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Progressive supranuclear palsy
Other Resources UpToDate PubMed

Progressive supranuclear palsy

Contributors: Jamie Adams MD, Richard L. Barbano MD, PhD
Other Resources UpToDate PubMed


Progressive supranuclear palsy is a neurodegenerative disorder caused by destruction of brain cells, primarily in the brain stem, and accumulation of tau protein. Average age of onset is 60-65 years, and it is more common in men. Symptoms include parkinsonism (bradykinesia, rigidity, with or without tremor), axial rigidity, gait / postural instability and early falls, eye movement abnormalities, blurry vision, blepharospasm, eyelid opening apraxia, dysarthria, dysphagia, retrocollis, cognitive decline, depression, anxiety, apathy, behavioral changes, and pseudobulbar palsy.

Lack of response to levodopa is common. Prognosis is poor; most patients are significantly disabled within 5 years of diagnosis and die within 10 years of diagnosis.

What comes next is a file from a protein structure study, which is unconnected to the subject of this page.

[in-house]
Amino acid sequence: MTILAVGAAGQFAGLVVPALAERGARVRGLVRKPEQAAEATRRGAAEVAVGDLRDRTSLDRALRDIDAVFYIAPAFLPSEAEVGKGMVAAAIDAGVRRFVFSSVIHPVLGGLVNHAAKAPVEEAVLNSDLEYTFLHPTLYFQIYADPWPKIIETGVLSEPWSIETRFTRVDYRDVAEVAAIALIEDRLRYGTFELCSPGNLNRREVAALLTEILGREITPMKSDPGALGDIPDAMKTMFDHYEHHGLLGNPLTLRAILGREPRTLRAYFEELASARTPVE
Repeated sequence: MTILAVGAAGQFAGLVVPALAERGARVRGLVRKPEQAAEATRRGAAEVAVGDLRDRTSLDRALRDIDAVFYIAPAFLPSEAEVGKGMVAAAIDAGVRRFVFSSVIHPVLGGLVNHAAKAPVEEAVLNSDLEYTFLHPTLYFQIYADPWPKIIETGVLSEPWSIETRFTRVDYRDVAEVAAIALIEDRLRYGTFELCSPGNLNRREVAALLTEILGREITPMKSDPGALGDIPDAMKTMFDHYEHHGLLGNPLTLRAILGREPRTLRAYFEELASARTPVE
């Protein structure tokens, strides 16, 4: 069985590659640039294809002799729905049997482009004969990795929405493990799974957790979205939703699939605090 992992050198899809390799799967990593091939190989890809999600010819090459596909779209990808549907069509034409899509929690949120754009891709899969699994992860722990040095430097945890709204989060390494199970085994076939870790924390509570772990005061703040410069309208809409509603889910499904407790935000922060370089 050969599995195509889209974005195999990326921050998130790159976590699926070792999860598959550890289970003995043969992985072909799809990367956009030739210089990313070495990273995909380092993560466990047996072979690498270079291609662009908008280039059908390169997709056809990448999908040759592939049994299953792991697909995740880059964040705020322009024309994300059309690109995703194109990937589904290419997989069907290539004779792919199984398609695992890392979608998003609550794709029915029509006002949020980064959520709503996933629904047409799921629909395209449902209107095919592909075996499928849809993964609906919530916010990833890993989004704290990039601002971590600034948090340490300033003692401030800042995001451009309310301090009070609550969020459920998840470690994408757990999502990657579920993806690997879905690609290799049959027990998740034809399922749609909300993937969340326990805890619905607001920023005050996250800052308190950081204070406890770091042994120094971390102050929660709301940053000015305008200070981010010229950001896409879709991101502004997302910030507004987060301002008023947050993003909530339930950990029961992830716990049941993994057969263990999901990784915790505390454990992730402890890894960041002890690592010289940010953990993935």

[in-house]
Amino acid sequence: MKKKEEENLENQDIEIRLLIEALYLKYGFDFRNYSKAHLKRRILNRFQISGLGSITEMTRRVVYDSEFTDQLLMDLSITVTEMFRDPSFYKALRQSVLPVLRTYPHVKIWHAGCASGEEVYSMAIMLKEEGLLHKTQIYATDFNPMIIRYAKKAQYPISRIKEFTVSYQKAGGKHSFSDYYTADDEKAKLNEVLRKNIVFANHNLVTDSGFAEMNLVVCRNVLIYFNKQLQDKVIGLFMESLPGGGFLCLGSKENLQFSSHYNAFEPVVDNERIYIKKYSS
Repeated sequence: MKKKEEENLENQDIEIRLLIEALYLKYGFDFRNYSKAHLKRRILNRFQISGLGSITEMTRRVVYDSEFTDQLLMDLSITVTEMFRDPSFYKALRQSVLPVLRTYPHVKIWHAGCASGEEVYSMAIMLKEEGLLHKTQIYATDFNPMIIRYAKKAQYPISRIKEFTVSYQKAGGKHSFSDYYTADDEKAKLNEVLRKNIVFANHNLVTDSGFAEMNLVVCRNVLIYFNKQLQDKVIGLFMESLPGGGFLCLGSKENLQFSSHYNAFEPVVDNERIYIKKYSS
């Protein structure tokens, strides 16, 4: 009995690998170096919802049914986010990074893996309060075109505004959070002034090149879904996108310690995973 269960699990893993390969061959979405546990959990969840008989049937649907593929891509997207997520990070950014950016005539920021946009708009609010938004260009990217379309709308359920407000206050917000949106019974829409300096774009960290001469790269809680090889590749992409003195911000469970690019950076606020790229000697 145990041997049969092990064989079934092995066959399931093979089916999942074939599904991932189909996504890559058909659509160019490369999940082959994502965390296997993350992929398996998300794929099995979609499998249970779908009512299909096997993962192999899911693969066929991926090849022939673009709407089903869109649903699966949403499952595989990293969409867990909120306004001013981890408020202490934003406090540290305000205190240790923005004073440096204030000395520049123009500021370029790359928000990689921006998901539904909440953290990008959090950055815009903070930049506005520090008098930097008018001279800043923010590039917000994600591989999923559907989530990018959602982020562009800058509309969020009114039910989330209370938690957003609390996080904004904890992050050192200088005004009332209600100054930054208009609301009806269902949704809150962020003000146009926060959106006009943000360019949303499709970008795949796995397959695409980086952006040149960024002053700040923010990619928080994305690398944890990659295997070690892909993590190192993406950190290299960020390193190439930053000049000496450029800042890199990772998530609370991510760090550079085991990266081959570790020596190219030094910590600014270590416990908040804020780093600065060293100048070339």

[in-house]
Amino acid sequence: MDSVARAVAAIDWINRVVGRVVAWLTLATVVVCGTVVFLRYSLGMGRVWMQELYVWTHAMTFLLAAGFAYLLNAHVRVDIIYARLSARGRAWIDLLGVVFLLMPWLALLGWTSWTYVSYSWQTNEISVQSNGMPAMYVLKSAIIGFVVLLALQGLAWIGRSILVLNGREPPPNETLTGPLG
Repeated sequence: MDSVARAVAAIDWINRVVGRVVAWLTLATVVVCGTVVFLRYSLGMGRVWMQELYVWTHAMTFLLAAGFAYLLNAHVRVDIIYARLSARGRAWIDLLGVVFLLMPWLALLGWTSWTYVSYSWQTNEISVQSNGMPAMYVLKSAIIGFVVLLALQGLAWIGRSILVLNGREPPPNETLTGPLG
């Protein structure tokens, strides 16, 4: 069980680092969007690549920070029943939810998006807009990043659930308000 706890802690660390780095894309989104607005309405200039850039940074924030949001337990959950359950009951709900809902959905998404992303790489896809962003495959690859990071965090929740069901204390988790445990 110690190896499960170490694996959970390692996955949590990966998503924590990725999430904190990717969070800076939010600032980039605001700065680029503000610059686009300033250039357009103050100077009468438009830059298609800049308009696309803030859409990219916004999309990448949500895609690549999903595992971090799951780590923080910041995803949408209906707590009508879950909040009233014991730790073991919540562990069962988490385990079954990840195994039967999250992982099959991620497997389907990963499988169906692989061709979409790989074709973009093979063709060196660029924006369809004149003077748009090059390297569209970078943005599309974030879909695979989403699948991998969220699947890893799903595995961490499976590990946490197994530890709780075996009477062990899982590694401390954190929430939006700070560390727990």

G23.1 – Progressive supranuclear ophthalmoplegia [Steele-Richardson-Olszewski]

192976002 – Progressive supranuclear palsy

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Diagnostic Pearls

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Differential Diagnosis & Pitfalls

  • Parkinson disease
  • Corticobasal syndrome
  • Dementia with Lewy bodies
  • Frontotemporal lobar degeneration
  • Alzheimer disease
  • Dementia and/or Parkinsonism
  • Multiple system atrophy
  • Normal pressure hydrocephalus
  • Creutzfeldt-Jakob disease
  • Paraneoplastic encephalomyelitis
  • Huntington disease
  • Parkinsonism
  • Neurodegeneration with brain iron accumulation
  • Whipple disease
  • Wilson disease
  • Neuroacanthocytosis
  • Tertiary syphilis
  • Vitamin B12 deficiency
  • Human immunodeficiency virus disease / Acquired immune deficiency syndrome dementia
  • Wernicke-Korsakoff syndrome

Best Tests

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Last Reviewed:10/18/2018
Last Updated:01/20/2022
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Progressive supranuclear palsy
A medical illustration showing key findings of Progressive supranuclear palsy : Dysarthria, Gait disturbance, Dysphagia, Axial rigidity
Copyright © 2024 VisualDx®. All rights reserved.